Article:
The Net may be a great medium for publishing content -- but it's an even greater way to slash your operating costs -- if you use it properly!

    • I recently found myself in a similar situation when my Daily self-published internet column [aardvark.co.nz] finally became just too much of a drain on my finances and I was faced with shutting it down after seven years of work.

      Maybe you were funneling to much cash into your hobbies [aardvark.co.nz] :) All kidding aside...I had a "blast" of a time reading about your Jet-Kart [aardvark.co.nz]
  • by Inoshiro ( 71693 ) on Thursday June 27, 2002 @02:01AM (#3777160) Homepage
    Sites like kuro5hin.org which, through careful donation drives, make 6 months of operating money in 3 days. Non-profits who are there for the people, who are lean and run well mainly out of the pockets of the people who're there?

    Maybe a big business media site like Salon can't stay in business, but I'm sure that a leaner site could've. The Internet is all about the little guy, as Dan's Data's "Minnows 1, whales 0 [dansdata.com]" argues. Until more people are online supporting a services model, you can't just base your entire revenue on a needing "just a few more" subscribers to break even.

    Salon should've restructured about 74.5 million ago. They've lost a stupid amount of money.
    • by brad.hill ( 21936 ) on Thursday June 27, 2002 @11:11AM (#3779696)
      No offense, but user-submitted blogs like K5 are nowhere near the quality of Salon, with real writers (with editors! *gasp*), investigative journalism, news feeds, commentary from notables in the fields they cover, work for hire from professional writers, etc...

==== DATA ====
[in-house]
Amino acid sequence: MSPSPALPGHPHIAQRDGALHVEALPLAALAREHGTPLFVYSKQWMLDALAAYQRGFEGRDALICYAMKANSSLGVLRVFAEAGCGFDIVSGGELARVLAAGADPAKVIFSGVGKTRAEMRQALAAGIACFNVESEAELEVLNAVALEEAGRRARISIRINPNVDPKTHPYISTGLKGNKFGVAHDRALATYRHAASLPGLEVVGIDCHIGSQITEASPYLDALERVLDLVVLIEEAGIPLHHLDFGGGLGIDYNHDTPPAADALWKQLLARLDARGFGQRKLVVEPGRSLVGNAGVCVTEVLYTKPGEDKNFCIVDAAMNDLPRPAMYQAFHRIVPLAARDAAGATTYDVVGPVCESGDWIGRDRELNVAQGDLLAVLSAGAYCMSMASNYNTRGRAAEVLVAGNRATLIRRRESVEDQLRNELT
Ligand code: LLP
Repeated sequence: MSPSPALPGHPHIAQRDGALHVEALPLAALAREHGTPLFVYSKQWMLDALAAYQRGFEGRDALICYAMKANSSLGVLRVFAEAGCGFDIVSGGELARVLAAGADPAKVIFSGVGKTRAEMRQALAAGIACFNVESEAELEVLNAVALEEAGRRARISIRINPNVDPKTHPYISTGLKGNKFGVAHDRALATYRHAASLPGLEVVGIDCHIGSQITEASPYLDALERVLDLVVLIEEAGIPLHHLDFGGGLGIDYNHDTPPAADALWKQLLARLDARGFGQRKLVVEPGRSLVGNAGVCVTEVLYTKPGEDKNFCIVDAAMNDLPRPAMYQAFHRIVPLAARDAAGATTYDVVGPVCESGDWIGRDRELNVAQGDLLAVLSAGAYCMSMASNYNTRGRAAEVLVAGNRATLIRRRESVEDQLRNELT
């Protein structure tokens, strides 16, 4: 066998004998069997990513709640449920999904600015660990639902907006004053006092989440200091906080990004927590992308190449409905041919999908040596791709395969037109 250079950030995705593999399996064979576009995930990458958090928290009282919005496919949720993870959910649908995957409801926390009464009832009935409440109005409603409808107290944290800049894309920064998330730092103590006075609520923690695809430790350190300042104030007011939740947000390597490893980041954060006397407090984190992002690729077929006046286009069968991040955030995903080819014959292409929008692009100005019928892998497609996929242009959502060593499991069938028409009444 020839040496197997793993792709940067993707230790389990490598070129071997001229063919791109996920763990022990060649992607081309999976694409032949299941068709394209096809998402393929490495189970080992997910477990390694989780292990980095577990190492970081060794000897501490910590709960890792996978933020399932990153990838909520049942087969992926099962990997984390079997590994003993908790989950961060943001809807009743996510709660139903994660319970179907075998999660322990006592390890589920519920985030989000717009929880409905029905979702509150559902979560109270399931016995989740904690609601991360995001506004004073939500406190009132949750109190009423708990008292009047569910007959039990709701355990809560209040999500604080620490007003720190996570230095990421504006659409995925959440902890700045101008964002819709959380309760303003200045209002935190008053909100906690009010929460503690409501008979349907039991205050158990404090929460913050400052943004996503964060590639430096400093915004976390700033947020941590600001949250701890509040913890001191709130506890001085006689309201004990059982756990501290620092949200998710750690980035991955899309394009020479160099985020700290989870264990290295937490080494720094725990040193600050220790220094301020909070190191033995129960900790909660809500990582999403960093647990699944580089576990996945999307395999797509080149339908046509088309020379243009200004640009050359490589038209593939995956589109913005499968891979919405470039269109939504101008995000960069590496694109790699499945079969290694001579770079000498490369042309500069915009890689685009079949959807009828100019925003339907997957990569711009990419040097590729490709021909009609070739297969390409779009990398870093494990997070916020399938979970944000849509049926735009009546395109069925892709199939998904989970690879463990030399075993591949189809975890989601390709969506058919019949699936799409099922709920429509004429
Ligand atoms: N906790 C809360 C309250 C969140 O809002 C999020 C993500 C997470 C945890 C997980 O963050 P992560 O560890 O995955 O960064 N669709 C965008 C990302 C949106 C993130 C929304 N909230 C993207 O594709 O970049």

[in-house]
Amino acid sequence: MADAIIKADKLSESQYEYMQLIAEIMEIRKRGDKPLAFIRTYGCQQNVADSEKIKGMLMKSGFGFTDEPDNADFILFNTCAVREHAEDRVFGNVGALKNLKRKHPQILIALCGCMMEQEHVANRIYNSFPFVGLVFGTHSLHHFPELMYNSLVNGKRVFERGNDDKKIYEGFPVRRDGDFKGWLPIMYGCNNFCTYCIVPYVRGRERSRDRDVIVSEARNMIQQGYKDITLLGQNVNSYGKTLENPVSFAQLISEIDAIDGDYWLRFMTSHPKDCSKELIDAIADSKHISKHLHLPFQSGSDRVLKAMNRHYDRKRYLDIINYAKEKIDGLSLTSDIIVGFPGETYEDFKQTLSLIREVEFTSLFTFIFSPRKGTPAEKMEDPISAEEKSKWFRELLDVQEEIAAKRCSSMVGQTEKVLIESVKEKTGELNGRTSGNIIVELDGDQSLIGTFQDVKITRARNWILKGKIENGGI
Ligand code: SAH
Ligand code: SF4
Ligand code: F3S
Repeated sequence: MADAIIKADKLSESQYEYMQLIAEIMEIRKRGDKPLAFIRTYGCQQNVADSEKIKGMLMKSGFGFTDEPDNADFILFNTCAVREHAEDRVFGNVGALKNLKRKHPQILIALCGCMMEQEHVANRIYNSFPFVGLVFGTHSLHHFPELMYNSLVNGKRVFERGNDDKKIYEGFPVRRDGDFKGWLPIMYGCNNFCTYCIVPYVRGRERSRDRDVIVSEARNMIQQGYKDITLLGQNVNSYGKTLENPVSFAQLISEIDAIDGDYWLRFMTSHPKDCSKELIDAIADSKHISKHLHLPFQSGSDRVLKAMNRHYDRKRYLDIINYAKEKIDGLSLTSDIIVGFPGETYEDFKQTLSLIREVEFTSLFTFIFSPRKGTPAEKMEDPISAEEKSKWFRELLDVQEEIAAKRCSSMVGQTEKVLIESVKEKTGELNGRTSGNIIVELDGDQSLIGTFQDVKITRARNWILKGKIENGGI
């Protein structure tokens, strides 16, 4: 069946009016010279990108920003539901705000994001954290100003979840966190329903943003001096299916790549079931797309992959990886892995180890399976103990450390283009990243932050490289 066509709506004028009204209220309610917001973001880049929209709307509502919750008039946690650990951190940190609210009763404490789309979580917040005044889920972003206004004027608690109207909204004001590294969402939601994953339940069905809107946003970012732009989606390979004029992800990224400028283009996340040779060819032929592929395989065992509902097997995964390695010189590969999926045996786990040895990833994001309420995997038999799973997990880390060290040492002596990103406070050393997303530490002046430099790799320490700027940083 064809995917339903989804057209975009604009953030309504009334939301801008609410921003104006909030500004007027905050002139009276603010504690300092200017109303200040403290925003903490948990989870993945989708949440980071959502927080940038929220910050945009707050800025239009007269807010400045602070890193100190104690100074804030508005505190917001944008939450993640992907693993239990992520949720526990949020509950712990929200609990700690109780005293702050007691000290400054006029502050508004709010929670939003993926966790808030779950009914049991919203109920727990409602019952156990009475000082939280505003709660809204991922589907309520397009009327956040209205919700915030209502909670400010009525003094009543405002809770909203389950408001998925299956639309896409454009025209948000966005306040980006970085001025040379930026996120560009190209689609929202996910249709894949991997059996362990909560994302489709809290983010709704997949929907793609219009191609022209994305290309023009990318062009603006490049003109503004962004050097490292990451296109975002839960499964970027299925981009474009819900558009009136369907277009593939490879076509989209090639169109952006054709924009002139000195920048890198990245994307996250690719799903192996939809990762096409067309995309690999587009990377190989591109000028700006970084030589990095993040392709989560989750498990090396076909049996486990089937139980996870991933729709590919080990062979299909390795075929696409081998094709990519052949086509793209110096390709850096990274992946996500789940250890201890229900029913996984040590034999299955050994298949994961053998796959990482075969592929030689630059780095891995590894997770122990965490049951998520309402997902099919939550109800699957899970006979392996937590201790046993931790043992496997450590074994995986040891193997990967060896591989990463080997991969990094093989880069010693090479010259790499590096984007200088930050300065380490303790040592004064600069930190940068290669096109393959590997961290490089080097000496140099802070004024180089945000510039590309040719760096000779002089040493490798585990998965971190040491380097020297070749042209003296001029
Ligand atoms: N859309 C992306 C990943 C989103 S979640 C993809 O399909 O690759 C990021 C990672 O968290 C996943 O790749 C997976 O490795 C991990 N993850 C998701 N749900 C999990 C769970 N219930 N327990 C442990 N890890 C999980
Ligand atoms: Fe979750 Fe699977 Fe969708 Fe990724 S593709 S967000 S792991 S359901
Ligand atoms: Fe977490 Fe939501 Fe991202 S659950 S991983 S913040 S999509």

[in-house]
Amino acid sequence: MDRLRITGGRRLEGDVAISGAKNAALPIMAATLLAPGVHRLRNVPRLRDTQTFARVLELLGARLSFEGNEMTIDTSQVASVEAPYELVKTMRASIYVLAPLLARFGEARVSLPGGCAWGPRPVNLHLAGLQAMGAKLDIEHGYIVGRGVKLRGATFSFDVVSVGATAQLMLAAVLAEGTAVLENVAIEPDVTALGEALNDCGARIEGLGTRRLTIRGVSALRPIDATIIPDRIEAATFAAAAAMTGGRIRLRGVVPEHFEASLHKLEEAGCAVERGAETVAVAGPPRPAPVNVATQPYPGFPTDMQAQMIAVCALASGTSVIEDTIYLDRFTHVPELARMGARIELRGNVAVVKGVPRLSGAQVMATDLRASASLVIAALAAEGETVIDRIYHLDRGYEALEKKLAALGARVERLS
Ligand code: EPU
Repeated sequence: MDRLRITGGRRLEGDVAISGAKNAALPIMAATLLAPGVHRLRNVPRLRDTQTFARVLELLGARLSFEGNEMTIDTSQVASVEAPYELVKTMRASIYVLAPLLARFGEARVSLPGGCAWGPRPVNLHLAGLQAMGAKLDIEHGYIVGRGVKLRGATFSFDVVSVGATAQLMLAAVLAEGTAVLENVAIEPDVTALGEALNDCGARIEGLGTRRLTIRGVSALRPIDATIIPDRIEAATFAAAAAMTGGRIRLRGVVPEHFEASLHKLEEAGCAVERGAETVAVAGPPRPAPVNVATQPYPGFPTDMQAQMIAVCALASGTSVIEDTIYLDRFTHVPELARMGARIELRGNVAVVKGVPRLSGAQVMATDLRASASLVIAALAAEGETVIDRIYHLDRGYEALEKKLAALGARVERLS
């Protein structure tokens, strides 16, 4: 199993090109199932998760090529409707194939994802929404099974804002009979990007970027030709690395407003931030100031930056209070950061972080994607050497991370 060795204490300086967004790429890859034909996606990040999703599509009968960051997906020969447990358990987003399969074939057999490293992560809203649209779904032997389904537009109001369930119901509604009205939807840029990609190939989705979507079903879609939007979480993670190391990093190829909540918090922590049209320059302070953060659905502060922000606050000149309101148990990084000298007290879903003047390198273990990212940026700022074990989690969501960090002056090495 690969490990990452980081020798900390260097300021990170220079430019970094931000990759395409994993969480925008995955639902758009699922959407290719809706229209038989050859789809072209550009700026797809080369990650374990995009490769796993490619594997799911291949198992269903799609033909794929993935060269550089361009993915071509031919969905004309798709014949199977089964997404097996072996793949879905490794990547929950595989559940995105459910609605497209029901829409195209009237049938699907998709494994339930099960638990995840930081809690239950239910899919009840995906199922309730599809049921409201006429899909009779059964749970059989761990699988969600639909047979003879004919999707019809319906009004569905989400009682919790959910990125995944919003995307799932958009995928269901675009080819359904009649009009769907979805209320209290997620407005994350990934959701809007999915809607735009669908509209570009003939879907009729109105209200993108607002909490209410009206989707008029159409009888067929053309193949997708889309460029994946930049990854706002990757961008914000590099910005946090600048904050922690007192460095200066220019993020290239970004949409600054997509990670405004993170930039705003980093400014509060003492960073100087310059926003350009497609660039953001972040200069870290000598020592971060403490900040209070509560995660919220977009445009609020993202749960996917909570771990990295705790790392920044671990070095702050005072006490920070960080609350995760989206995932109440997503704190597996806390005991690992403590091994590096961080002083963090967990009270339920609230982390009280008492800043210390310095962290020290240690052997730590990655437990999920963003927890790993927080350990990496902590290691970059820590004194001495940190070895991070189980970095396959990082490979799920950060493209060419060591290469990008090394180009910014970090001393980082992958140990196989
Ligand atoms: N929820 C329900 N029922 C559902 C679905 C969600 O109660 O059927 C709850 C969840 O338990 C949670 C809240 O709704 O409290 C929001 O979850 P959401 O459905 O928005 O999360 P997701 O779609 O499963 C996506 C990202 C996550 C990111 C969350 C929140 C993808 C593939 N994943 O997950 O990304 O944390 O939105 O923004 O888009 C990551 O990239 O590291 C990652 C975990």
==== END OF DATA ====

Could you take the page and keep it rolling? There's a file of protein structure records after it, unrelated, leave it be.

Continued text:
K5 and it's ilk have their niche, but there's no way that Plastic compares to what Suck used to be.

  • Wow! How do you spend almost $2,000 per subscriber on an online magazine. Are they buying premium priced electrons?
  • by Alomex ( 148003 ) on Thursday June 27, 2002 @11:05AM (#3779645) Homepage

    Wired was the first source AFAIK to describe the Well as "one of the earliest and most influential online communities."

    So far the only influence of the Well is the self-agrandizing perspective of those who belonged to it.

    Usenet ran circles around the Well, not to talk about the early Internet. Heck, Joe McCarthy mailing list at MIT was more influential than the Well.

    So put a lid on it. The Well was a neat local BB in the Bay area. Nothing more, nothing less.